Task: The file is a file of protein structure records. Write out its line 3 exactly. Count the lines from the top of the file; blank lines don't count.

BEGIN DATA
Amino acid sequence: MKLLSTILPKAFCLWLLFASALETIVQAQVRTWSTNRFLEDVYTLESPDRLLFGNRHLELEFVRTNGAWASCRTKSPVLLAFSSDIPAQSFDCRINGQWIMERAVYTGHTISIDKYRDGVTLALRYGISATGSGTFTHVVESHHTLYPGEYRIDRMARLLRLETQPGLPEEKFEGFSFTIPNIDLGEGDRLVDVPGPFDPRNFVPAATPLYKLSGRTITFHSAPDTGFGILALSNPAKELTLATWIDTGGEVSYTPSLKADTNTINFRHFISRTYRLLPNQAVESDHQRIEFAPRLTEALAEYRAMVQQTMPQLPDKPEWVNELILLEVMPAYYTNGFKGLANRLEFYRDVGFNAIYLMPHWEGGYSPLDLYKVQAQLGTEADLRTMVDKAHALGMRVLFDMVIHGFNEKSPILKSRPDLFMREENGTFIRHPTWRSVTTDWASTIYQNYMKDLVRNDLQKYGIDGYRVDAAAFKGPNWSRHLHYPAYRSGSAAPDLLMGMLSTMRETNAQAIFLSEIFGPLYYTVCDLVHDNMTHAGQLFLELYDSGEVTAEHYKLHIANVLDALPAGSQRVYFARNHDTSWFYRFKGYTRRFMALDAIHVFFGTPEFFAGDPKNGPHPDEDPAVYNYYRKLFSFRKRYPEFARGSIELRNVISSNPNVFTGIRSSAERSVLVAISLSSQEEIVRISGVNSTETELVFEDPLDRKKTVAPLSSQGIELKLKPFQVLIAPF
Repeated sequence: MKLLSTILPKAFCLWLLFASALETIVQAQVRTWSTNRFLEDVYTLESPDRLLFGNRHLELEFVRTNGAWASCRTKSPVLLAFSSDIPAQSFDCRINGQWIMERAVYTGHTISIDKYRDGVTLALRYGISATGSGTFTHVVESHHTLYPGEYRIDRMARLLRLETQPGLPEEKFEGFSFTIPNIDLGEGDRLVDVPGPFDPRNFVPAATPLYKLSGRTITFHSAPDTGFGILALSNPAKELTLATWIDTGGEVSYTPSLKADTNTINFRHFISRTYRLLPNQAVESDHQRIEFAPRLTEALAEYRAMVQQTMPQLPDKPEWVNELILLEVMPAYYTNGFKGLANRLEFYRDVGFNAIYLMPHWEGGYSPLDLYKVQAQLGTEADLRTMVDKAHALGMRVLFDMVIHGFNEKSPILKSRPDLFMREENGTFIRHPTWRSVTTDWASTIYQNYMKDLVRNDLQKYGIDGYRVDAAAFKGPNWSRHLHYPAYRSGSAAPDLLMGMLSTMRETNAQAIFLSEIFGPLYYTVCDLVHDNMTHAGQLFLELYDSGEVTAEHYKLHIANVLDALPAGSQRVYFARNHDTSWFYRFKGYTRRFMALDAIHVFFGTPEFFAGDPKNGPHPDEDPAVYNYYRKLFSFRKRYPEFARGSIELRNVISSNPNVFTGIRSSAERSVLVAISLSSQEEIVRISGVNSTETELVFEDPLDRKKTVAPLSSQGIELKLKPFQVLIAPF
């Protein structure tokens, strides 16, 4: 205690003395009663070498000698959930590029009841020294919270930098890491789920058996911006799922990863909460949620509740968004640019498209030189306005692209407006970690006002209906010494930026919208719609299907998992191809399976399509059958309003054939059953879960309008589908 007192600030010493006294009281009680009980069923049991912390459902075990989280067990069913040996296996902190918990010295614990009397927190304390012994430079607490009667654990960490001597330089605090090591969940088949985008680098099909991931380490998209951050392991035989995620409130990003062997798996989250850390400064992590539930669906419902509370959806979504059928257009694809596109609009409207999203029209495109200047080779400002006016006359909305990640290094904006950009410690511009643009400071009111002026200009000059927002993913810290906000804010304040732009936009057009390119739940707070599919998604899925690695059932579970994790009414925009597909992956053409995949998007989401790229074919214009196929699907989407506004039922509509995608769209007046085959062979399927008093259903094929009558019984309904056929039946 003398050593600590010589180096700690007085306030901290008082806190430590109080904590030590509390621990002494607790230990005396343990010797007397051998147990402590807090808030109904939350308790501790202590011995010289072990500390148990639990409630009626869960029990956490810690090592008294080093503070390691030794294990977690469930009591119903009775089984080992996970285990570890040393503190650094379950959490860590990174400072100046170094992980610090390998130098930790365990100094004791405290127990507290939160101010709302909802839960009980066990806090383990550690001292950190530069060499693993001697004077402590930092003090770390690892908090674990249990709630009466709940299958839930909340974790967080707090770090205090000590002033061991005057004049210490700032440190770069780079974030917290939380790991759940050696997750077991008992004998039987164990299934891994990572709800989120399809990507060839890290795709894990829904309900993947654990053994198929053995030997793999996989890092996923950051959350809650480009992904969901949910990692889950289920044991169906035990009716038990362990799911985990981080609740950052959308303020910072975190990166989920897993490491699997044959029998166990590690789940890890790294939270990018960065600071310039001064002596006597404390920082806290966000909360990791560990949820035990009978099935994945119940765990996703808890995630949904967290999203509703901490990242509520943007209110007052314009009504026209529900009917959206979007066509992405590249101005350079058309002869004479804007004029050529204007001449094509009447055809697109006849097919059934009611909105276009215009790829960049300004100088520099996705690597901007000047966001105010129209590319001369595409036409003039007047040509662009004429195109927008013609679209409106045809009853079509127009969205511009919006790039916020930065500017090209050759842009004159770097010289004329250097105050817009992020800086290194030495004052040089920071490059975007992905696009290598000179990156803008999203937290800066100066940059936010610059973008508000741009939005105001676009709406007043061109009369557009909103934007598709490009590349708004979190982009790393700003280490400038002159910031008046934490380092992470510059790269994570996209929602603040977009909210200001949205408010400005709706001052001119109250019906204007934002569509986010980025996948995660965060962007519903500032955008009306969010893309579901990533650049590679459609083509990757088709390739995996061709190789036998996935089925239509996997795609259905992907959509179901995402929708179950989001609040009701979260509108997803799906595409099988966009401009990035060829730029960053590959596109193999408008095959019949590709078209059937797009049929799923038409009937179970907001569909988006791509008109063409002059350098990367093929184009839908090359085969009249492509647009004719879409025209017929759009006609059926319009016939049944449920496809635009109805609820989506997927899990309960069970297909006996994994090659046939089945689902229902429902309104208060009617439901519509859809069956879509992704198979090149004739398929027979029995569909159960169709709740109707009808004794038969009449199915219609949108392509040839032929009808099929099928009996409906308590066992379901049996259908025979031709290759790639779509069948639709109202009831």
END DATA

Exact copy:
């Protein structure tokens, strides 16, 4: 205690003395009663070498000698959930590029009841020294919270930098890491789920058996911006799922990863909460949620509740968004640019498209030189306005692209407006970690006002209906010494930026919208719609299907998992191809399976399509059958309003054939059953879960309008589908 007192600030010493006294009281009680009980069923049991912390459902075990989280067990069913040996296996902190918990010295614990009397927190304390012994430079607490009667654990960490001597330089605090090591969940088949985008680098099909991931380490998209951050392991035989995620409130990003062997798996989250850390400064992590539930669906419902509370959806979504059928257009694809596109609009409207999203029209495109200047080779400002006016006359909305990640290094904006950009410690511009643009400071009111002026200009000059927002993913810290906000804010304040732009936009057009390119739940707070599919998604899925690695059932579970994790009414925009597909992956053409995949998007989401790229074919214009196929699907989407506004039922509509995608769209007046085959062979399927008093259903094929009558019984309904056929039946 003398050593600590010589180096700690007085306030901290008082806190430590109080904590030590509390621990002494607790230990005396343990010797007397051998147990402590807090808030109904939350308790501790202590011995010289072990500390148990639990409630009626869960029990956490810690090592008294080093503070390691030794294990977690469930009591119903009775089984080992996970285990570890040393503190650094379950959490860590990174400072100046170094992980610090390998130098930790365990100094004791405290127990507290939160101010709302909802839960009980066990806090383990550690001292950190530069060499693993001697004077402590930092003090770390690892908090674990249990709630009466709940299958839930909340974790967080707090770090205090000590002033061991005057004049210490700032440190770069780079974030917290939380790991759940050696997750077991008992004998039987164990299934891994990572709800989120399809990507060839890290795709894990829904309900993947654990053994198929053995030997793999996989890092996923950051959350809650480009992904969901949910990692889950289920044991169906035990009716038990362990799911985990981080609740950052959308303020910072975190990166989920897993490491699997044959029998166990590690789940890890790294939270990018960065600071310039001064002596006597404390920082806290966000909360990791560990949820035990009978099935994945119940765990996703808890995630949904967290999203509703901490990242509520943007209110007052314009009504026209529900009917959206979007066509992405590249101005350079058309002869004479804007004029050529204007001449094509009447055809697109006849097919059934009611909105276009215009790829960049300004100088520099996705690597901007000047966001105010129209590319001369595409036409003039007047040509662009004429195109927008013609679209409106045809009853079509127009969205511009919006790039916020930065500017090209050759842009004159770097010289004329250097105050817009992020800086290194030495004052040089920071490059975007992905696009290598000179990156803008999203937290800066100066940059936010610059973008508000741009939005105001676009709406007043061109009369557009909103934007598709490009590349708004979190982009790393700003280490400038002159910031008046934490380092992470510059790269994570996209929602603040977009909210200001949205408010400005709706001052001119109250019906204007934002569509986010980025996948995660965060962007519903500032955008009306969010893309579901990533650049590679459609083509990757088709390739995996061709190789036998996935089925239509996997795609259905992907959509179901995402929708179950989001609040009701979260509108997803799906595409099988966009401009990035060829730029960053590959596109193999408008095959019949590709078209059937797009049929799923038409009937179970907001569909988006791509008109063409002059350098990367093929184009839908090359085969009249492509647009004719879409025209017929759009006609059926319009016939049944449920496809635009109805609820989506997927899990309960069970297909006996994994090659046939089945689902229902429902309104208060009617439901519509859809069956879509992704198979090149004739398929027979029995569909159960169709709740109707009808004794038969009449199915219609949108392509040839032929009808099929099928009996409906308590066992379901049996259908025979031709290759790639779509069948639709109202009831």